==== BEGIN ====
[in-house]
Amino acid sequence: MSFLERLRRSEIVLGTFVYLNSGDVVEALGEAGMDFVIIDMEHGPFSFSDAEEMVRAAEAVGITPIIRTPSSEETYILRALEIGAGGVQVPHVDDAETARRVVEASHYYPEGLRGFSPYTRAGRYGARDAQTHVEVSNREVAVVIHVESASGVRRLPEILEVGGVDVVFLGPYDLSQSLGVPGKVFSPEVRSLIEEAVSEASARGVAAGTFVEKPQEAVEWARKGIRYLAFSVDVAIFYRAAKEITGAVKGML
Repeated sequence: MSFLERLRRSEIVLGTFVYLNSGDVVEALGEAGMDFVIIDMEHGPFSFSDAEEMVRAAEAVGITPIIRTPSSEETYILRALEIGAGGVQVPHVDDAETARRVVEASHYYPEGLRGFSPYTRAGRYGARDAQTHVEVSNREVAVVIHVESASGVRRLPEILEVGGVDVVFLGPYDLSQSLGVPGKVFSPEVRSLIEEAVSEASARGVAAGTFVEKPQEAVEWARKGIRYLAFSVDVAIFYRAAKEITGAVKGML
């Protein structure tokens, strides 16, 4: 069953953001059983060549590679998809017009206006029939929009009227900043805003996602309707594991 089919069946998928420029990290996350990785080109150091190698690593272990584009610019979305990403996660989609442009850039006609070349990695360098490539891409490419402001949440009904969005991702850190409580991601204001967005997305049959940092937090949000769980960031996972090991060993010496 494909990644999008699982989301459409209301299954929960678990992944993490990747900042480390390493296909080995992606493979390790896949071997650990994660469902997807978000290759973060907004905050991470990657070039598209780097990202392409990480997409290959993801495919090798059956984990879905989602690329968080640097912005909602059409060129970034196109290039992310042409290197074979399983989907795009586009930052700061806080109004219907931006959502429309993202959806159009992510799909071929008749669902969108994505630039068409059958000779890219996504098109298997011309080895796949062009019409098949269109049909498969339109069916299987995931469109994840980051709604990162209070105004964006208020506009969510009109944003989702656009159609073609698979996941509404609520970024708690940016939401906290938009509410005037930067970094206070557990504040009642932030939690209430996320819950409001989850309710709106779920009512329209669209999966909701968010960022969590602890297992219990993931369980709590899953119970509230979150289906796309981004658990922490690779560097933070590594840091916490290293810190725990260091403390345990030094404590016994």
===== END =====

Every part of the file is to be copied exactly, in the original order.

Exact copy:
[in-house]
Amino acid sequence: MSFLERLRRSEIVLGTFVYLNSGDVVEALGEAGMDFVIIDMEHGPFSFSDAEEMVRAAEAVGITPIIRTPSSEETYILRALEIGAGGVQVPHVDDAETARRVVEASHYYPEGLRGFSPYTRAGRYGARDAQTHVEVSNREVAVVIHVESASGVRRLPEILEVGGVDVVFLGPYDLSQSLGVPGKVFSPEVRSLIEEAVSEASARGVAAGTFVEKPQEAVEWARKGIRYLAFSVDVAIFYRAAKEITGAVKGML
Repeated sequence: MSFLERLRRSEIVLGTFVYLNSGDVVEALGEAGMDFVIIDMEHGPFSFSDAEEMVRAAEAVGITPIIRTPSSEETYILRALEIGAGGVQVPHVDDAETARRVVEASHYYPEGLRGFSPYTRAGRYGARDAQTHVEVSNREVAVVIHVESASGVRRLPEILEVGGVDVVFLGPYDLSQSLGVPGKVFSPEVRSLIEEAVSEASARGVAAGTFVEKPQEAVEWARKGIRYLAFSVDVAIFYRAAKEITGAVKGML
């Protein structure tokens, strides 16, 4: 069953953001059983060549590679998809017009206006029939929009009227900043805003996602309707594991 089919069946998928420029990290996350990785080109150091190698690593272990584009610019979305990403996660989609442009850039006609070349990695360098490539891409490419402001949440009904969005991702850190409580991601204001967005997305049959940092937090949000769980960031996972090991060993010496 494909990644999008699982989301459409209301299954929960678990992944993490990747900042480390390493296909080995992606493979390790896949071997650990994660469902997807978000290759973060907004905050991470990657070039598209780097990202392409990480997409290959993801495919090798059956984990879905989602690329968080640097912005909602059409060129970034196109290039992310042409290197074979399983989907795009586009930052700061806080109004219907931006959502429309993202959806159009992510799909071929008749669902969108994505630039068409059958000779890219996504098109298997011309080895796949062009019409098949269109049909498969339109069916299987995931469109994840980051709604990162209070105004964006208020506009969510009109944003989702656009159609073609698979996941509404609520970024708690940016939401906290938009509410005037930067970094206070557990504040009642932030939690209430996320819950409001989850309710709106779920009512329209669209999966909701968010960022969590602890297992219990993931369980709590899953119970509230979150289906796309981004658990922490690779560097933070590594840091916490290293810190725990260091403390345990030094404590016994």